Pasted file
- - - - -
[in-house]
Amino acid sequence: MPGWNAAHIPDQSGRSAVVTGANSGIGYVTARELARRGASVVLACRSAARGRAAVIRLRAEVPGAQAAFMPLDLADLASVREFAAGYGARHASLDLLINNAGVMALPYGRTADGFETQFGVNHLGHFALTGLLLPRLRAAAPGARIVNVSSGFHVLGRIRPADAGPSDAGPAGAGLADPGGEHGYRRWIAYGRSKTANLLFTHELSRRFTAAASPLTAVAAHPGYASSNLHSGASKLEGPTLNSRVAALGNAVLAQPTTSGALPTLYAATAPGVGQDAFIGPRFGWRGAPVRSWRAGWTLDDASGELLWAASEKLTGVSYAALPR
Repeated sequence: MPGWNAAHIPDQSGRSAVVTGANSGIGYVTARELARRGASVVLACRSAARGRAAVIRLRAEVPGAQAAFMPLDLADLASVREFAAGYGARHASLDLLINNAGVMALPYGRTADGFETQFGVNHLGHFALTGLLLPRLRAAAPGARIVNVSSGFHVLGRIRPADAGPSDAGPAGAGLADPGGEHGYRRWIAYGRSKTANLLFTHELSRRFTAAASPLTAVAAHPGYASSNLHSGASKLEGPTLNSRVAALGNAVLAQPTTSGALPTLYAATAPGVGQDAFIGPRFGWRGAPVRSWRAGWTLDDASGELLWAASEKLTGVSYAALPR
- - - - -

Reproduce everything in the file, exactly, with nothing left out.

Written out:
[in-house]
Amino acid sequence: MPGWNAAHIPDQSGRSAVVTGANSGIGYVTARELARRGASVVLACRSAARGRAAVIRLRAEVPGAQAAFMPLDLADLASVREFAAGYGARHASLDLLINNAGVMALPYGRTADGFETQFGVNHLGHFALTGLLLPRLRAAAPGARIVNVSSGFHVLGRIRPADAGPSDAGPAGAGLADPGGEHGYRRWIAYGRSKTANLLFTHELSRRFTAAASPLTAVAAHPGYASSNLHSGASKLEGPTLNSRVAALGNAVLAQPTTSGALPTLYAATAPGVGQDAFIGPRFGWRGAPVRSWRAGWTLDDASGELLWAASEKLTGVSYAALPR
Repeated sequence: MPGWNAAHIPDQSGRSAVVTGANSGIGYVTARELARRGASVVLACRSAARGRAAVIRLRAEVPGAQAAFMPLDLADLASVREFAAGYGARHASLDLLINNAGVMALPYGRTADGFETQFGVNHLGHFALTGLLLPRLRAAAPGARIVNVSSGFHVLGRIRPADAGPSDAGPAGAGLADPGGEHGYRRWIAYGRSKTANLLFTHELSRRFTAAASPLTAVAAHPGYASSNLHSGASKLEGPTLNSRVAALGNAVLAQPTTSGALPTLYAATAPGVGQDAFIGPRFGWRGAPVRSWRAGWTLDDASGELLWAASEKLTGVSYAALPR